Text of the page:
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Botanical Gardens expansion gets big financial boost from state

The Buffalo & Erie County Botanical Gardens has received a big boost to its expansion plans from New York State.

Empire State Development awarded a $500,000 grant to help the South Buffalo cultural attraction build a 36,000-square-foot glass addition designed by architect Toshiko Mori. The expansion also includes a butterfly conservatory, expanded and consolidated grow houses, and a larger admission area and main entrance. The expansion also includes a cafe, expanded exhibit spaces and educational classrooms.

"We are certainly happy and pleased that our local legislators supported our request last year, and we are hopeful we can continue to raise the funds we need to make this project a reality," said David Swarts, the Botanical Gardens' president and chief executive officer.

The funding – obtained through the competitive Market New York grant process – brings the Botanical Gardens financial commitments for the expansion to nearly $9 million, almost half of the anticipated $18.5 million cost.

"We have several requests in for additional funding to support the project through corporations and foundations," Swarts said. "If they come through, then that $9 million would grow substantially. We are in the process to secure that funding."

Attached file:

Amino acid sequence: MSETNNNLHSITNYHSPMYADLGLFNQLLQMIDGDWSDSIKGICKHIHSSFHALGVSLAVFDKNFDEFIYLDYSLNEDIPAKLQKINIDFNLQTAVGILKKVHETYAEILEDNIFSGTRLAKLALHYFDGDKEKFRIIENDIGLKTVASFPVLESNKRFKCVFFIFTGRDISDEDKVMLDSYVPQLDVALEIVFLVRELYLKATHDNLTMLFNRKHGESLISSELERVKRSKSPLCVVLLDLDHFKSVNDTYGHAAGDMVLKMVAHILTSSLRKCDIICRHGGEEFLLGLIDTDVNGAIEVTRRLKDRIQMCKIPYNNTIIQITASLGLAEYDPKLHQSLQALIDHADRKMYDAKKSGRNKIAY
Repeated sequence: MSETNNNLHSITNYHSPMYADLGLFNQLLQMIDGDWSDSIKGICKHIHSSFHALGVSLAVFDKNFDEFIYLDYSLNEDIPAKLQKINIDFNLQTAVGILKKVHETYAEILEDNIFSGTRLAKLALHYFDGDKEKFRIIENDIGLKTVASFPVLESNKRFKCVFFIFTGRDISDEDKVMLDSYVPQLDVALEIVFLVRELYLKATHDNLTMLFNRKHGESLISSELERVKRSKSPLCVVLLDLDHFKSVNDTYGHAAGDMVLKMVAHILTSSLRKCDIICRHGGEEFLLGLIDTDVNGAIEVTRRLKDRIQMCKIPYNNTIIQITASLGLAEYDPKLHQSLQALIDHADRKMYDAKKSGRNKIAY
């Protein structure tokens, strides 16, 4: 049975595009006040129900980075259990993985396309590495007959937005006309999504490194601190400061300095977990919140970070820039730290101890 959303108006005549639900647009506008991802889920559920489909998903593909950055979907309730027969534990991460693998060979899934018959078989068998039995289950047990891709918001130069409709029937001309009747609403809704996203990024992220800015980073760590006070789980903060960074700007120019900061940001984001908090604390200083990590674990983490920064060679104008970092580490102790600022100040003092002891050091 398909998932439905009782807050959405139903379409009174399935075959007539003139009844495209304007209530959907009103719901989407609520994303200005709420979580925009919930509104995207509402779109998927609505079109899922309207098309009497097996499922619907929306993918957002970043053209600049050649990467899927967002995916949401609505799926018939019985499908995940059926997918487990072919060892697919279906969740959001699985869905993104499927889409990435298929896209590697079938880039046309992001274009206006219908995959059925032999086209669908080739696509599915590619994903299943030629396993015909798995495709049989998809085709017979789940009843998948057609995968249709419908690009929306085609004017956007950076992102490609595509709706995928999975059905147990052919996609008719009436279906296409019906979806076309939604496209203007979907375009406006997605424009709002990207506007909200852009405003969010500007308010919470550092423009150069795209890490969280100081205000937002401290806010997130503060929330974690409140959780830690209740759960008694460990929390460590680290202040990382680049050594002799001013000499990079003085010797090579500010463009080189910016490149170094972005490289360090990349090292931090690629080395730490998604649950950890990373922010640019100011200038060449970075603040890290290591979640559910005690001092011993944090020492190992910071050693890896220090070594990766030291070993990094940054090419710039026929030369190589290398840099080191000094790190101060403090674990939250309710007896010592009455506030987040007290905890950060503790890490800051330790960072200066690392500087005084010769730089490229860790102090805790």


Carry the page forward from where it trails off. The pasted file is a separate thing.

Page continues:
“Through this state funding, New York is continuing to invest in the mission and vision of Frederick Law Olmsted, the future of the Gardens and the programming it provides to thousands of people every year,” said State Sen. Tim Kennedy.

"This demonstrates that New York State has confidence in this project moving forward," Assemblyman Sean Ryan said. "We anticipate further assistance to the Botanical Gardens as the project progresses. We all recognize how important the Botanical Gardens is to Western New York."

The Botanical Gardens drew 147,000 visitors in 2019 and anticipates attendance growing with the expansion to more than 220,000 visitors annually by 2023.

More than 250 construction jobs are expected, with the staff of 16 full-time and 11 part-time workers expected to nearly double.

Construction is tentatively scheduled to begin in the fall of 2020, with completion in fall 2022.

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